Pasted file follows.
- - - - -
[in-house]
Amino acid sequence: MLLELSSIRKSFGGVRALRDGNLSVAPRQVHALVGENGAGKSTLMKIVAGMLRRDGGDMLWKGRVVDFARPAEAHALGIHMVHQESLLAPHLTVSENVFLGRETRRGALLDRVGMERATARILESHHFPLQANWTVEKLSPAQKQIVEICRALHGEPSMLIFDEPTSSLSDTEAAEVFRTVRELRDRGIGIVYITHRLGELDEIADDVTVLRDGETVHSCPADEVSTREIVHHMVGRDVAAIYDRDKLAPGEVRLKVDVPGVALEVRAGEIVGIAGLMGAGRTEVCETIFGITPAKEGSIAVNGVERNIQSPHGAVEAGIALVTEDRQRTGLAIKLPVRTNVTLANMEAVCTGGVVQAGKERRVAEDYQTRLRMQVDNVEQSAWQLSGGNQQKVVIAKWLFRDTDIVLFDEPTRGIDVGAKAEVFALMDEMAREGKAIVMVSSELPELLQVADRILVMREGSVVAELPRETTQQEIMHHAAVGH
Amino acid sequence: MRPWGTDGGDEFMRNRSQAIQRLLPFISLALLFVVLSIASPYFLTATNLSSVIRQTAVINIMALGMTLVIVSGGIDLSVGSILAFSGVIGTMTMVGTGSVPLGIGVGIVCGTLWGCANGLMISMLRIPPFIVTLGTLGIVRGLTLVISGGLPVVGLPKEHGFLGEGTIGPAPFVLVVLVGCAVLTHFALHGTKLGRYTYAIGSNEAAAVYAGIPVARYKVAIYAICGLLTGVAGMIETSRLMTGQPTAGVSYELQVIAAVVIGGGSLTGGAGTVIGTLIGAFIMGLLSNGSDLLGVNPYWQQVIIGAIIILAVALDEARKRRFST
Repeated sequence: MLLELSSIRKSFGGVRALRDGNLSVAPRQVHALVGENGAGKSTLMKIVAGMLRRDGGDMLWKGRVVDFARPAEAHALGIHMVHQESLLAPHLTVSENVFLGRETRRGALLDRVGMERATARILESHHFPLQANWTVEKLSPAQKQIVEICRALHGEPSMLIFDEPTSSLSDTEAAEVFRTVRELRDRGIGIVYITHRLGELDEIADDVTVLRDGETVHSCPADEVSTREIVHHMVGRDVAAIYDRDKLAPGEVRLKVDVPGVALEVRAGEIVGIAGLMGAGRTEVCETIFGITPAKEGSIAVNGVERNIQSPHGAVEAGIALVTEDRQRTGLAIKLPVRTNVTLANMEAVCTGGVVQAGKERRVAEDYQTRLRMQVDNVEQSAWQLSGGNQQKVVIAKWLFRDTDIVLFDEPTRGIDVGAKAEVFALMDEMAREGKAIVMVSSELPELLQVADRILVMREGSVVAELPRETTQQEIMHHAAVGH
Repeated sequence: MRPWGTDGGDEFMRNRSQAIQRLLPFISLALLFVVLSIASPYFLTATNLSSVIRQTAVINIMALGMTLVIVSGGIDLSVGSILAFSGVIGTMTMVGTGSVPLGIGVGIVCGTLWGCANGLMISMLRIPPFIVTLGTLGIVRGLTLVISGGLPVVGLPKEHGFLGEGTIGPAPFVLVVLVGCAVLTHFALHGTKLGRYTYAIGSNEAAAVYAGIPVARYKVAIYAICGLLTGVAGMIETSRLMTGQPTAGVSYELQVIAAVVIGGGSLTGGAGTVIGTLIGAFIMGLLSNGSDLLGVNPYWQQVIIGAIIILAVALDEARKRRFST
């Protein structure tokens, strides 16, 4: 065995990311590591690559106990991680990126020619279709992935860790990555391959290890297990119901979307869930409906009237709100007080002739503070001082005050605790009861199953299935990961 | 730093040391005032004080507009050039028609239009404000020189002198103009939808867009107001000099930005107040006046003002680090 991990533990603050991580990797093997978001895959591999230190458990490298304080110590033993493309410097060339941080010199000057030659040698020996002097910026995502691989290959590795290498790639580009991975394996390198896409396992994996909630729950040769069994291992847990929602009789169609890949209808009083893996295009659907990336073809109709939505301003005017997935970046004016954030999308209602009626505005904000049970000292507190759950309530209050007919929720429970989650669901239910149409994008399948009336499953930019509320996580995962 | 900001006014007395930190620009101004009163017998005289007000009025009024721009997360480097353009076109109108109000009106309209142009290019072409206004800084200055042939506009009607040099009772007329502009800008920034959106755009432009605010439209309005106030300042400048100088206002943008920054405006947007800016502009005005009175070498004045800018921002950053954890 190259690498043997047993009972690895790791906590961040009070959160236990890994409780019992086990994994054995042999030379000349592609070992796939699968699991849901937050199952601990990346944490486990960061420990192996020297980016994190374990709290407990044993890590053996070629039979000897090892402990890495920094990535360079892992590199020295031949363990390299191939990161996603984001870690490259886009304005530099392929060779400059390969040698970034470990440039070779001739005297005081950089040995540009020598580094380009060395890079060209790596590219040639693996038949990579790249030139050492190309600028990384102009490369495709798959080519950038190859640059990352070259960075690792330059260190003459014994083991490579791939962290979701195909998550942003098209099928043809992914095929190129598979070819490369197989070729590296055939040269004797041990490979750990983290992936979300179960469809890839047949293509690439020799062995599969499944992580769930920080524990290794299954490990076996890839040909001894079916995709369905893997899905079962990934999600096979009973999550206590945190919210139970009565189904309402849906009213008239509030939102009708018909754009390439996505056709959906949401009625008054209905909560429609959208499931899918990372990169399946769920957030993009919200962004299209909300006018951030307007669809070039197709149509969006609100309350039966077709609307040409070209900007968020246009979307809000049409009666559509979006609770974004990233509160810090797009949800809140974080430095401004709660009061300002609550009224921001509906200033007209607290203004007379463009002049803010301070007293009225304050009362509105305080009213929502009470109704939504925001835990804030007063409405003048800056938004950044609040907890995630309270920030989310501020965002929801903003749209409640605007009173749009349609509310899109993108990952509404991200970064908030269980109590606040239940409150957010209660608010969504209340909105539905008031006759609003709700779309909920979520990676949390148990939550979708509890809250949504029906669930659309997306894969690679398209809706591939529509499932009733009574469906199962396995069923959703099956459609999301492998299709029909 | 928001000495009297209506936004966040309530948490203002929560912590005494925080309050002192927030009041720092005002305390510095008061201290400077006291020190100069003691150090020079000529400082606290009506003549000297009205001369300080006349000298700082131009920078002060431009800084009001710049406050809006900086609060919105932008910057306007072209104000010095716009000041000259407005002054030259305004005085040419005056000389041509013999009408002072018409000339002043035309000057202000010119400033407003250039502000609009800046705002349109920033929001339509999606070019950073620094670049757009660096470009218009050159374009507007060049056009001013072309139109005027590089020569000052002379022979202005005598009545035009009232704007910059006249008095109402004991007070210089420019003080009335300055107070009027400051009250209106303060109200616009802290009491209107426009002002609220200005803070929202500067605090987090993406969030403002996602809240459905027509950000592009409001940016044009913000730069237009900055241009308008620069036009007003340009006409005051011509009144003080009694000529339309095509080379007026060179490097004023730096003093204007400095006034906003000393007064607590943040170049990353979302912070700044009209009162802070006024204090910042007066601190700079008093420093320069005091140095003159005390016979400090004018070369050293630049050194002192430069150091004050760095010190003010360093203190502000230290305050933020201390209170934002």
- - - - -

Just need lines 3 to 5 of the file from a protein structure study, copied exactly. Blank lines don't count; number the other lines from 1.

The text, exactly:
Amino acid sequence: MRPWGTDGGDEFMRNRSQAIQRLLPFISLALLFVVLSIASPYFLTATNLSSVIRQTAVINIMALGMTLVIVSGGIDLSVGSILAFSGVIGTMTMVGTGSVPLGIGVGIVCGTLWGCANGLMISMLRIPPFIVTLGTLGIVRGLTLVISGGLPVVGLPKEHGFLGEGTIGPAPFVLVVLVGCAVLTHFALHGTKLGRYTYAIGSNEAAAVYAGIPVARYKVAIYAICGLLTGVAGMIETSRLMTGQPTAGVSYELQVIAAVVIGGGSLTGGAGTVIGTLIGAFIMGLLSNGSDLLGVNPYWQQVIIGAIIILAVALDEARKRRFST
Repeated sequence: MLLELSSIRKSFGGVRALRDGNLSVAPRQVHALVGENGAGKSTLMKIVAGMLRRDGGDMLWKGRVVDFARPAEAHALGIHMVHQESLLAPHLTVSENVFLGRETRRGALLDRVGMERATARILESHHFPLQANWTVEKLSPAQKQIVEICRALHGEPSMLIFDEPTSSLSDTEAAEVFRTVRELRDRGIGIVYITHRLGELDEIADDVTVLRDGETVHSCPADEVSTREIVHHMVGRDVAAIYDRDKLAPGEVRLKVDVPGVALEVRAGEIVGIAGLMGAGRTEVCETIFGITPAKEGSIAVNGVERNIQSPHGAVEAGIALVTEDRQRTGLAIKLPVRTNVTLANMEAVCTGGVVQAGKERRVAEDYQTRLRMQVDNVEQSAWQLSGGNQQKVVIAKWLFRDTDIVLFDEPTRGIDVGAKAEVFALMDEMAREGKAIVMVSSELPELLQVADRILVMREGSVVAELPRETTQQEIMHHAAVGH
Repeated sequence: MRPWGTDGGDEFMRNRSQAIQRLLPFISLALLFVVLSIASPYFLTATNLSSVIRQTAVINIMALGMTLVIVSGGIDLSVGSILAFSGVIGTMTMVGTGSVPLGIGVGIVCGTLWGCANGLMISMLRIPPFIVTLGTLGIVRGLTLVISGGLPVVGLPKEHGFLGEGTIGPAPFVLVVLVGCAVLTHFALHGTKLGRYTYAIGSNEAAAVYAGIPVARYKVAIYAICGLLTGVAGMIETSRLMTGQPTAGVSYELQVIAAVVIGGGSLTGGAGTVIGTLIGAFIMGLLSNGSDLLGVNPYWQQVIIGAIIILAVALDEARKRRFST